Let's see all the Republican deficit talkers get behind this...I doubt it.
3:35 PM ET The Details
The draft put out by the commission chairs has been released, coming in at 50 pages. The overarching goal, Simpson and Bowles write, is to achieve "nearly $4 trillion in deficit reduction through 2020" while reducing "the deficit to 2.2% of GDP by 2015."
How they get there is going to be a matter of contention as other commission members have already stressed their displeasure with the suggestions. But here are a few of the more noteworthy suggestions.
Roll discretionary spending back to FY2010 levels for FY2012, requires 1% cut in discretionary budget authority every year from FY2013 though 2015;
Fully offset the cost of the "Doc Fix" by asking doctors and other health providers, lawyers, and individuals to take responsibility for slowing health care cost growth;
Reduce farm subsidies by3 billion per year by reducing direct payments and other subsidies;
Achieve100 billion in Illustrative Defense Cuts;
Index retirement age for Social security to increases in longevity. "This option is projected to increase the age by one month every two years after it reaches 67 under current law, meaning the normal retirement age would reach 68 in about 2050 and 69 in about 2075." There will be a "hardship exemption" for those unable to work beyond 62;
Give retirees the choice of collecting half their benefits early and the other half at a later age to minimize impact of actuarial reduction and support phased retirement options;
Reduce corporate tax rate to 26% and permanently extend the research credit;
Gradually increase gas tax to fund transportation spending.
3:37 PM ET Beyond Social Security
A more detailed list of discretionary spending cuts proposed by Simpson and Bowles has been released. Below are a few of the more notable bites at the apple:
Reduce Congressional & White House budgets by 15 percent;
Freeze federal salaries, bonuses, and other compensation at non-defense agencies for three hears;
Cap the number of federal political appointments at 2,000;
Eliminate the Office of Safe & Drug Free Schools;
Eliminate all earmarks.;
Reduce unnecessary printing costs;
Reduce funding to the Smithsonian and the National Park Service and allow the programs to offset the reduction through fees;
Cut funding for the Corporation for Public Broadcasting.
3:38 PM ET Gregg, Conrad Weigh In
Retiring Sen. Judd Gregg (R-N.H.) has put out a statement commending the chairs' suggestions but not formally endorsing them.
The proposal that the Co-Chairmen of the Commission have put forward is an aggressive and comprehensive plan for getting federal spending, deficits and the debt under control. I look forward to reviewing it in depth and hopefully improving on it.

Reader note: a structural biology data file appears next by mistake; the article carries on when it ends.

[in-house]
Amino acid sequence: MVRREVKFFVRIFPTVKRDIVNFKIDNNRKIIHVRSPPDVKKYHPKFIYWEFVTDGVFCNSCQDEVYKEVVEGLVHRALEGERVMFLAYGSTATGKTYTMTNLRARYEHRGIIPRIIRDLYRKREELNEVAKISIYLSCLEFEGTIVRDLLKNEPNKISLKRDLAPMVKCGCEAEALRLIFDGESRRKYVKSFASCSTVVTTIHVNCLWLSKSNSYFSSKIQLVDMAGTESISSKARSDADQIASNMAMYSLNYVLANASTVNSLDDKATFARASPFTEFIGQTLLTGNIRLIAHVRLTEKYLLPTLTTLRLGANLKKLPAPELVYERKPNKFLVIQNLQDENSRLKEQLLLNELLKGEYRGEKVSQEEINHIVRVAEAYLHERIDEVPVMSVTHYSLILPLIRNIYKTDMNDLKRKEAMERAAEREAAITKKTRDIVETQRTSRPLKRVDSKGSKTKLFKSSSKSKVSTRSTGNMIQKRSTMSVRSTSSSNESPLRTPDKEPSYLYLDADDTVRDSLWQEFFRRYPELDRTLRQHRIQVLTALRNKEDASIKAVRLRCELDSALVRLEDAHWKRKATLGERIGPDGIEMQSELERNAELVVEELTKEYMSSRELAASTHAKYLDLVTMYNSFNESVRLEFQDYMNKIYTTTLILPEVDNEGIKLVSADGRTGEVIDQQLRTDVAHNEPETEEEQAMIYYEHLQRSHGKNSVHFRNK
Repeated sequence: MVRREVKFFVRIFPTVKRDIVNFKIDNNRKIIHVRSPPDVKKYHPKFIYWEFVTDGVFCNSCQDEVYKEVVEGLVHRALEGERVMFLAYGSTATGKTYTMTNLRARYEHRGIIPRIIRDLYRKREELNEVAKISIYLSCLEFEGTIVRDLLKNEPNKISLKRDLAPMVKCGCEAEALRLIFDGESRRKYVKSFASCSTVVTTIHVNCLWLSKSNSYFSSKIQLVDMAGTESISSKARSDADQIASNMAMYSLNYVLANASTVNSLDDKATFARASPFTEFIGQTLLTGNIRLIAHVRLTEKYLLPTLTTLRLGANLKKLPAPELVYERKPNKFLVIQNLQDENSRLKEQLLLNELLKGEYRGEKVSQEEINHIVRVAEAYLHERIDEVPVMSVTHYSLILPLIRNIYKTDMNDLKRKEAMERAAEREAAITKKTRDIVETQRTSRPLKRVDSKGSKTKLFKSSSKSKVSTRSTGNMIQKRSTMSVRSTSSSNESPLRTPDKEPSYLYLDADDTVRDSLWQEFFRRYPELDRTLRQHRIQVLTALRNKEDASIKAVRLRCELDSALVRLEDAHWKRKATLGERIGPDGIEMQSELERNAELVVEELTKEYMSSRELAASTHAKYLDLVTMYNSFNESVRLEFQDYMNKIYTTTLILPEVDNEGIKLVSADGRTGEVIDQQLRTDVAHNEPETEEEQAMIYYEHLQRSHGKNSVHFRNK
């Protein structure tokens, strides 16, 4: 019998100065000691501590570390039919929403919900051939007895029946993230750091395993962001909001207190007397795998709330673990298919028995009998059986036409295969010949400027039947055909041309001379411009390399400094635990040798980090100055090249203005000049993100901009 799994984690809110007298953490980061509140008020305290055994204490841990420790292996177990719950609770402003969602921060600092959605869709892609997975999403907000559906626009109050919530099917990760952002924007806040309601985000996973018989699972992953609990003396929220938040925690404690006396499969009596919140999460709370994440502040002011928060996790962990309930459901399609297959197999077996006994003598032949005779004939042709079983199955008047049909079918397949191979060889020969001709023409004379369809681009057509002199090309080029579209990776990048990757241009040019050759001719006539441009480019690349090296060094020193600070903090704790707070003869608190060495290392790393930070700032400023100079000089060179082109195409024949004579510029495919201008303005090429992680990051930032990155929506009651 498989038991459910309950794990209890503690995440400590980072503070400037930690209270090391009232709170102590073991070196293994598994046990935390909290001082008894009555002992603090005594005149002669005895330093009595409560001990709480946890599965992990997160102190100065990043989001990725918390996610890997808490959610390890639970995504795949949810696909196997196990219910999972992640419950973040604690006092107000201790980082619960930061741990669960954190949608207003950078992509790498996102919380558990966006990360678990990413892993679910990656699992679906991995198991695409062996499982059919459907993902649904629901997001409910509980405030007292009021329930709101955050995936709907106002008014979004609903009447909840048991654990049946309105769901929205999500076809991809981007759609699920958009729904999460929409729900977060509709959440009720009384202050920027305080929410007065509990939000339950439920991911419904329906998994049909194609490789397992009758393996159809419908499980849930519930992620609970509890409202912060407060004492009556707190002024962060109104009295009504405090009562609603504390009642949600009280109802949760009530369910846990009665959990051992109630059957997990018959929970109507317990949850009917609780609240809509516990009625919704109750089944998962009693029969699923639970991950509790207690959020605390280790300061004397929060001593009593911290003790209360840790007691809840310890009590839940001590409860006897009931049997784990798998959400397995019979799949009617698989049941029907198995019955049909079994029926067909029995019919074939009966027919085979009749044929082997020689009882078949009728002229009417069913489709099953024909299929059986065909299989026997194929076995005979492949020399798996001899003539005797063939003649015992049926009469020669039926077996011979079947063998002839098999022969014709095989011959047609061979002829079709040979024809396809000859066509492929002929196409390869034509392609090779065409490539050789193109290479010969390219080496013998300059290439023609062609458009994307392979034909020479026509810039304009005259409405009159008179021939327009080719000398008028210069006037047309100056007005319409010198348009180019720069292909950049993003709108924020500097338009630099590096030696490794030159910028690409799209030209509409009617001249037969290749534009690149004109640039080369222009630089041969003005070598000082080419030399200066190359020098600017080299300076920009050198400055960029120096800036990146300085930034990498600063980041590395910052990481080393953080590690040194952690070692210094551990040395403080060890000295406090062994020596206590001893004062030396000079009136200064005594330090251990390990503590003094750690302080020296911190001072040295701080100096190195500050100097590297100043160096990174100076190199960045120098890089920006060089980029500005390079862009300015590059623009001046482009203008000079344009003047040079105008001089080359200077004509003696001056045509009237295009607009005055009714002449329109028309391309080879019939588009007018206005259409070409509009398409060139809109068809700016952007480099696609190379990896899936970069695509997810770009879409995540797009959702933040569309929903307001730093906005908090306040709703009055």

It is critical to our nation's future that we take action that puts the country and our children's future back on sound financial ground. This will not be the final proposal, but it is a significant step down the path of establishing fiscal responsibility.
Another committee member, Budget Chair Kent Conrad (D-N.D.) follows suit, echoing Gregg's remark.
We have now received a proposal from the bipartisan co-chairs of the President's Fiscal Commission, Erskine Bowles and Alan Simpson. This is not the conclusion of the commission's work. This is the beginning.
I commend them for putting together a serious proposal. It reveals just how difficult it is to put the nation on a sound fiscal course. Some of it I agree with; some I strongly disagree with. We will have a chance to offer alternatives as we advance the process later today and next week.
3:38 PM ET Expect Some Tweaks
Huffington Post's Lucia Graves, who attended the unveiling, relays the following remark from Bowles, suggesting that there will be tinkering with the recommendations.
We're not asking anybody to vote for this plan. This plan is a starting point. It represents only Al and my thinking and no one else's. We have run it by the President's advisees. I think every member of the commission today said they thought it was a serious plan.
3:39 PM ET Sanders Disappointed
Sen. Bernie Sanders (I-VT) is one of the first non-commission Senators out of the box with a statement opposing the findings.
The Simpson-Bowles deficit reduction plan is extremely disappointing and something that should be vigorously opposed by the American people. The huge increase in the national debt in recent years was caused by two unpaid wars, tax breaks for the wealthy, a Medicare prescription drug bill written by the pharmaceutical industry, and the Wall Street bailout. Unlike Social Security, none of these proposals were paid for. Not only has Social Security not contributed a dime to the deficit, it has a $2.6 trillion surplus.